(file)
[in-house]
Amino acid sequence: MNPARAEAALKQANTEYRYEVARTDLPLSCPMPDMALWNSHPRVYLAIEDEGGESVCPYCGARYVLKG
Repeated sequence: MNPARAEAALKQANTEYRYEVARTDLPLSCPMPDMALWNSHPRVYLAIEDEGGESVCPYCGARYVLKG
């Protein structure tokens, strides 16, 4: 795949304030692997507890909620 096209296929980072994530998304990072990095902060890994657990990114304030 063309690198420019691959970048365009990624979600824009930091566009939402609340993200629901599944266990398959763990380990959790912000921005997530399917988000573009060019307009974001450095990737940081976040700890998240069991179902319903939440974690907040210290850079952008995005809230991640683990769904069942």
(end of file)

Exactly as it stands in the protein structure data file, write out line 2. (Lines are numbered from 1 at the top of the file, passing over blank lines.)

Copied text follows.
Amino acid sequence: MNPARAEAALKQANTEYRYEVARTDLPLSCPMPDMALWNSHPRVYLAIEDEGGESVCPYCGARYVLKG